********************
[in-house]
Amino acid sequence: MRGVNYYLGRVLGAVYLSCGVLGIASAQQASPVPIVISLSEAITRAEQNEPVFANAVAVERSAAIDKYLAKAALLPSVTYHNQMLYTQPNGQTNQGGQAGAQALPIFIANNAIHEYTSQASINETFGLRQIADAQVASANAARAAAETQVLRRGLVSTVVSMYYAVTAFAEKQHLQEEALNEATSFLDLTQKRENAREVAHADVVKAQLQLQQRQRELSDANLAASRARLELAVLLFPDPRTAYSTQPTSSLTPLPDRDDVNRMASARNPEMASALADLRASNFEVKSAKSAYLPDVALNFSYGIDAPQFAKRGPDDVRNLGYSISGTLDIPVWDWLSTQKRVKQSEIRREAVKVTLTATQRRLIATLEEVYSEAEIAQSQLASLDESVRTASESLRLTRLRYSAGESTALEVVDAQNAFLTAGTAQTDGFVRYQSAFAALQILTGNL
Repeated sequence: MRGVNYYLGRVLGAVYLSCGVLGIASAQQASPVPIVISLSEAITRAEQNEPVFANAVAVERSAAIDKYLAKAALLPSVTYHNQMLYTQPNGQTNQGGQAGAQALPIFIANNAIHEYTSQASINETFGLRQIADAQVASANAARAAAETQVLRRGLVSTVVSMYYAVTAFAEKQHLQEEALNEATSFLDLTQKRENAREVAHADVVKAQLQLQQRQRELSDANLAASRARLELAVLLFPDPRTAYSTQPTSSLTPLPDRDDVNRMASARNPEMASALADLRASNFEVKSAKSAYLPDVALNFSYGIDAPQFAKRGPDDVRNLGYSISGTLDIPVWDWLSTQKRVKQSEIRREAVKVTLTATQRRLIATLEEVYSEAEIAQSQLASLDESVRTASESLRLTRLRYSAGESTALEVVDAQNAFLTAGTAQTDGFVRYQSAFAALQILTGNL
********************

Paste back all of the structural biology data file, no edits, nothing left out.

[in-house]
Amino acid sequence: MRGVNYYLGRVLGAVYLSCGVLGIASAQQASPVPIVISLSEAITRAEQNEPVFANAVAVERSAAIDKYLAKAALLPSVTYHNQMLYTQPNGQTNQGGQAGAQALPIFIANNAIHEYTSQASINETFGLRQIADAQVASANAARAAAETQVLRRGLVSTVVSMYYAVTAFAEKQHLQEEALNEATSFLDLTQKRENAREVAHADVVKAQLQLQQRQRELSDANLAASRARLELAVLLFPDPRTAYSTQPTSSLTPLPDRDDVNRMASARNPEMASALADLRASNFEVKSAKSAYLPDVALNFSYGIDAPQFAKRGPDDVRNLGYSISGTLDIPVWDWLSTQKRVKQSEIRREAVKVTLTATQRRLIATLEEVYSEAEIAQSQLASLDESVRTASESLRLTRLRYSAGESTALEVVDAQNAFLTAGTAQTDGFVRYQSAFAALQILTGNL
Repeated sequence: MRGVNYYLGRVLGAVYLSCGVLGIASAQQASPVPIVISLSEAITRAEQNEPVFANAVAVERSAAIDKYLAKAALLPSVTYHNQMLYTQPNGQTNQGGQAGAQALPIFIANNAIHEYTSQASINETFGLRQIADAQVASANAARAAAETQVLRRGLVSTVVSMYYAVTAFAEKQHLQEEALNEATSFLDLTQKRENAREVAHADVVKAQLQLQQRQRELSDANLAASRARLELAVLLFPDPRTAYSTQPTSSLTPLPDRDDVNRMASARNPEMASALADLRASNFEVKSAKSAYLPDVALNFSYGIDAPQFAKRGPDDVRNLGYSISGTLDIPVWDWLSTQKRVKQSEIRREAVKVTLTATQRRLIATLEEVYSEAEIAQSQLASLDESVRTASESLRLTRLRYSAGESTALEVVDAQNAFLTAGTAQTDGFVRYQSAFAALQILTGNL